The snappy theme song was written by Mack David and Jerry Livingston.
I was not much of a fan of Roger Moore’s James Bond, but I really liked him as The Saint, reruns of which I watched late at night when I was a teen:
Then Went Bronson.
Fargo returned for its third season Wednesday night — hooray! — and they are employing music particularly well. First, they made me wonder why I do not own anything by Heart. “Crazy on You” certainly sounded good.
Still, that’s not an unusual choice for a TV soundtrack.
Although much older, Lambert, Hendricks and Ross‘s “Moanin'” isn’t much of a surprise either:
Jazz is often used to up a show’s or character’s cool quotient.
But Tuvan throat singer Radik Tyulyush?
That’s a bit different for American TV, though it would fit seamlessly on an Italian giallo soundtrack.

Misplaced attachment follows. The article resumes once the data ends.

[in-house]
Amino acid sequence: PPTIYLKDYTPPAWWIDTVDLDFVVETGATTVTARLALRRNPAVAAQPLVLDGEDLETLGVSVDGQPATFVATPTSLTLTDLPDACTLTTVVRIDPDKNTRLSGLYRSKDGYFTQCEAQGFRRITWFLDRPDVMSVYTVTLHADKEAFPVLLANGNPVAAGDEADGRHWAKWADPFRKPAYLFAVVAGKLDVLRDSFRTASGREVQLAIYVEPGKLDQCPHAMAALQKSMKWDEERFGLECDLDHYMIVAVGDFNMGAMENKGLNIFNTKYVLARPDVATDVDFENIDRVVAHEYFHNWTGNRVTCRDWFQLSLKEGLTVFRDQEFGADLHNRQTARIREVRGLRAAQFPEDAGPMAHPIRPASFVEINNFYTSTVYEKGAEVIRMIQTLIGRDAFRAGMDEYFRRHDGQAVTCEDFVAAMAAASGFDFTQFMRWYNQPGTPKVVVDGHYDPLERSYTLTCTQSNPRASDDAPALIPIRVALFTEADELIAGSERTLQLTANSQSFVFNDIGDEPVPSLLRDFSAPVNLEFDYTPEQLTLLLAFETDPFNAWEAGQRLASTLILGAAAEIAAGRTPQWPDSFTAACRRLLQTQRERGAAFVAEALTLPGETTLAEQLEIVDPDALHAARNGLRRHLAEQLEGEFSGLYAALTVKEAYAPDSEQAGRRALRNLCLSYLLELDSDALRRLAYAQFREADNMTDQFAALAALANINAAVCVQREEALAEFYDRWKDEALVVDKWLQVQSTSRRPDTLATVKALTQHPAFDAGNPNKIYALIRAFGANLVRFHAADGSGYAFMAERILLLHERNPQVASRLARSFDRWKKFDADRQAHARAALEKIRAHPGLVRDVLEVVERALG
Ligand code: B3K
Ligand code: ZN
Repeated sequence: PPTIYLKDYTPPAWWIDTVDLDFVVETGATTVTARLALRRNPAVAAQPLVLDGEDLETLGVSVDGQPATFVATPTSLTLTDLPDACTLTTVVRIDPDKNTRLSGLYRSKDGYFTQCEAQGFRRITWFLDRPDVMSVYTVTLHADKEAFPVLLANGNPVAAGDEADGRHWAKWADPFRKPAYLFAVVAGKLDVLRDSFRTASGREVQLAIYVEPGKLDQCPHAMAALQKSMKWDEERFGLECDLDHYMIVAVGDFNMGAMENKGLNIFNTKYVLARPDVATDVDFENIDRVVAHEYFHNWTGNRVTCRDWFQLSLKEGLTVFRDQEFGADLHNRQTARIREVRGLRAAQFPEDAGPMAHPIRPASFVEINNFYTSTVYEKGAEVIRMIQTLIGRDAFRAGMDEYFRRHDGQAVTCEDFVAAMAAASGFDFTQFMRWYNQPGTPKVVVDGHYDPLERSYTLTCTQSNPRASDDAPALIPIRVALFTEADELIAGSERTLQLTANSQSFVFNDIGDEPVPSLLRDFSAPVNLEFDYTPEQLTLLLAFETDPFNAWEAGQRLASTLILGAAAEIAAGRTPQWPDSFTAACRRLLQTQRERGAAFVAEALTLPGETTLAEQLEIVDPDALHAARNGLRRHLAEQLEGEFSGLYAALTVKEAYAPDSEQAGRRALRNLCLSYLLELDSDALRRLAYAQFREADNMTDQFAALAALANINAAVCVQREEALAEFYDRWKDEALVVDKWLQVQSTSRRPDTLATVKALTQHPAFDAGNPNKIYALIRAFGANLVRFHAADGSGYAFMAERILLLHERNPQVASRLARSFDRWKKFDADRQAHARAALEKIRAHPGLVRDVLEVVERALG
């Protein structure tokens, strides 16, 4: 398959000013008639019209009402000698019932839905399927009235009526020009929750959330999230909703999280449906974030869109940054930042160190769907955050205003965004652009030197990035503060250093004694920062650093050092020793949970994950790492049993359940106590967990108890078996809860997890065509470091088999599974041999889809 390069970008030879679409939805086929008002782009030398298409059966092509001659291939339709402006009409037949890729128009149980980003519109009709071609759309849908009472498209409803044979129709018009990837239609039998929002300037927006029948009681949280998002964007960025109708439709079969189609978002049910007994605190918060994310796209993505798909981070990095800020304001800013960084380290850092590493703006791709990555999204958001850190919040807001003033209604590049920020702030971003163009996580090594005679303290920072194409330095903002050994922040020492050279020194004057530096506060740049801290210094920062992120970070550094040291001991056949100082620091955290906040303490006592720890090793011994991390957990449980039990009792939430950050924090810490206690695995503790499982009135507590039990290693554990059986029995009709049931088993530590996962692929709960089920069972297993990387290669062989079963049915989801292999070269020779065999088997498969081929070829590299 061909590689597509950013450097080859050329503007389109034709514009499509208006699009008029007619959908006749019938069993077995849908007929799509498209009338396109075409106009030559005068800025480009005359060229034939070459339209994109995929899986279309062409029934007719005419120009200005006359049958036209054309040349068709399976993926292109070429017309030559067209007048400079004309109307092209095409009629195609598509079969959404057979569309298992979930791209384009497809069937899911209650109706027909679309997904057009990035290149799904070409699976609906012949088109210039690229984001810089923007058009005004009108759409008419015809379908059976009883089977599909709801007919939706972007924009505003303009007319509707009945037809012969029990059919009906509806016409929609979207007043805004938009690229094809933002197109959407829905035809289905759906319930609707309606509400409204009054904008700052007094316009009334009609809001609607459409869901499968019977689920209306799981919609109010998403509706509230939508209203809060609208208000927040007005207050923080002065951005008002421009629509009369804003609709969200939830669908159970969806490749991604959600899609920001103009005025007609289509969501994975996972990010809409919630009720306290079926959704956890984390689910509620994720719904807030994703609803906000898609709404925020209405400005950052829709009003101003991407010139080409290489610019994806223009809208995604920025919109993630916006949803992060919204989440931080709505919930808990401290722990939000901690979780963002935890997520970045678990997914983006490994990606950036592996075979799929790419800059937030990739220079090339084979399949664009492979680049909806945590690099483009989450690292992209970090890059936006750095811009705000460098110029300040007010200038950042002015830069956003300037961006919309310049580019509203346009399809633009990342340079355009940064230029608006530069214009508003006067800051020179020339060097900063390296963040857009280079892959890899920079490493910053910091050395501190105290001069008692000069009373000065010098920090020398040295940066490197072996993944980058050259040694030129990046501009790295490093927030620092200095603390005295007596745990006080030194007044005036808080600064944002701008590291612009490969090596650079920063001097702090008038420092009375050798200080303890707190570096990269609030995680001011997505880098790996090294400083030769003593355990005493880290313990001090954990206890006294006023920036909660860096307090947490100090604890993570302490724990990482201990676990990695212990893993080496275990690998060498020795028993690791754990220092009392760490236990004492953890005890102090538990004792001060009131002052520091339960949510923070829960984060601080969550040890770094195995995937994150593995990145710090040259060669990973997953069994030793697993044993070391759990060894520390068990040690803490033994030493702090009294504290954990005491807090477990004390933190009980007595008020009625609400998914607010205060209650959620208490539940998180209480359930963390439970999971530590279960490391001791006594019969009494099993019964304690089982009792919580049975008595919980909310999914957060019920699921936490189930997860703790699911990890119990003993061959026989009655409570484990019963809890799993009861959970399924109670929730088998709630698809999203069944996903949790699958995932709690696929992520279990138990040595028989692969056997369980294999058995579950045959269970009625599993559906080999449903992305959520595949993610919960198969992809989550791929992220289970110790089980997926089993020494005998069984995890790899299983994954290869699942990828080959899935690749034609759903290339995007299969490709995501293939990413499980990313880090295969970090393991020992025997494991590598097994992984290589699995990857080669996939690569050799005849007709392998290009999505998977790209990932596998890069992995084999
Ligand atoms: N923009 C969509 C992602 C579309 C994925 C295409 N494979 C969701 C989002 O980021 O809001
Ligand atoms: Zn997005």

But the song that really blew me away was Italian singer Adriano Celentano‘s “Prisencolinensinainciusol”:
Amazingly catchy song, even if I could not understand a single word. When I looked it up, I found out no one could understand a single word because Celentano sang it in a made up language, his version of what American English sounds like to Italians. Does this explain the classroom setting in the video? Is he teaching the brightly dressed, chair dancing young women how to speak American?
I recently binged on Netflix’s Hotel Beau Séjour. Somehow, the series manages to offer a fresh take on the “dead woman” trope that has become such a crime show staple (cliche?), seen in Twin Peaks, The Killing, Top of the Lake, . . . And those are just a few of the more original variations on the basic formula (of course, the premise goes back much further; as Edgar Allan Poe wrote, “The death, then, of a beautiful woman is, unquestionably, the most poetical topic in the world”).
But it’s actually a Belgian Nick Cave covering a Hank Williams song: